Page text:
The USD School of Law website has limited space on the campus web server and tends to exceed the allotted space five to six times a year. This is mainly due to the posting of overly large PDF files. In order to avoid this overage, law school web content managers should follow this tip sheet on optimizing PDF files before posting to the web.
Before uploading any PDF to the website, always consider whether the information is better posted as an HTML web page instead of a PDF. Contact the Communications Office for help to determinine which format is best.
Where to Begin?
In many cases, content managers may not have access to the original document, just the posted PDF file. Many of these PDFs are saved with settings that are inappropriate for the website. To optimize these existing files, always work from the PDF version currently posted online.
Minimize the Number of Fonts
The more font families that are used in a document, the larger the file. Keep font selections to a minimum by using only university-approved fonts:
- Serif: Berkeley and Garamond
- Sans-serif: Myriad and Arial
Use Appropriate Image Types
Graphics saved as bitmaps (.bmp) or jpegs (.jpg, .jpeg) can become pixelated (blurry) when compressing PDFs. For help optimizing web images before including them in a document, please send the image to the Communications Office.
Use RGB instead of CMYK
If the use of color is necessary, use the RGB (red, green, blue) color channel for images and documents instead of CMYK (cyan, magenta, yellow, black). CMYK requires one more data channel than RGB. Images and files can easily be converted to RGB in photo manipulation programs such as Photoshop or in Adobe Acrobat. This step alone can reduce your file to 1/3 of its original size.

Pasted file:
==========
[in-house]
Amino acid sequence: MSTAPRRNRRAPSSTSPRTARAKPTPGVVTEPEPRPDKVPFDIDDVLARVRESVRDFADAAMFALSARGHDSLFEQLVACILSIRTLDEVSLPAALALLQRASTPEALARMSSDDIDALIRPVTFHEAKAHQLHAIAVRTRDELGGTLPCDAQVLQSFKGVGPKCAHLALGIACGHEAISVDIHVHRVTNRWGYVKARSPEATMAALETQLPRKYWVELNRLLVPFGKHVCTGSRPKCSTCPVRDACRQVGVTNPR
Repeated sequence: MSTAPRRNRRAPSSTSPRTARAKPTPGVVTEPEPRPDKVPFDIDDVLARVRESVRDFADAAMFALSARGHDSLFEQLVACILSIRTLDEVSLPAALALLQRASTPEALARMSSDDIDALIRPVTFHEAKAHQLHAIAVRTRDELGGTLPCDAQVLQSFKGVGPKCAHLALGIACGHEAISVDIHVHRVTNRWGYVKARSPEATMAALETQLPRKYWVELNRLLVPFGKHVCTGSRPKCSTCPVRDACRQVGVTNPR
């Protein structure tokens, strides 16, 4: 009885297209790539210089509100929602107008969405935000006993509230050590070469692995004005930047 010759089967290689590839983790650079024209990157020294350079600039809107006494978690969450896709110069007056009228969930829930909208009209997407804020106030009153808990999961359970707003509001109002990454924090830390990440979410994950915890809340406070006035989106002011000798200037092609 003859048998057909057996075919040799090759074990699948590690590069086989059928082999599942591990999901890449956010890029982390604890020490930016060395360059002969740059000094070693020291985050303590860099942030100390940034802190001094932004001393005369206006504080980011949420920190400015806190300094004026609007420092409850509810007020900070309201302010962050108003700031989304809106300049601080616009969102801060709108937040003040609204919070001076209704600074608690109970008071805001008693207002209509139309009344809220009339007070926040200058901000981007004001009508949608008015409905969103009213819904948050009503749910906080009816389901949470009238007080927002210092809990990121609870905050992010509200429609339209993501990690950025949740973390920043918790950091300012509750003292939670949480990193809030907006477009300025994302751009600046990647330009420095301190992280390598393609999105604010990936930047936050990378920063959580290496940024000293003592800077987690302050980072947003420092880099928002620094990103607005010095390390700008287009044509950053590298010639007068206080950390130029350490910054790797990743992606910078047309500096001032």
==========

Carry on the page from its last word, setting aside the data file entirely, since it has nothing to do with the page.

- In Acrobat, go to Edit -> Preflight… -> PDF Fixups. Click on “Convert to RGB” then click the “Analyze and Fix” button.
- In Photoshop, to convert your images to RGB before inserting them into a document, go to Image -> Mode, then choose RGB from the options.
Convert to Grayscale
If color is not required, convert the entire PDF document to grayscale. Even if the document only has text, its file size can still be reduced if it is converted to grayscale.
- In Acrobat, go to Edit -> Preflight… -> PDF Fixups. Click on “Convert to Grayscale” then click the “Analyze and Fix” button.
- In Photoshop, to convert your images to grayscale before inserting them into a document, go to Image -> Mode, then choose Grayscale from the options. A window will pop up asking you to discard color information. Click “Discard.”
After following the instructions above to optimize your PDF, make sure to properly save the file:
- Select File -> Save As (not just Save), then force the program to replace the existing document before posting. This will remove the change history associated with the original document, helping make the file size smaller.
Contact the Communications Office if you have further questions or need assistance.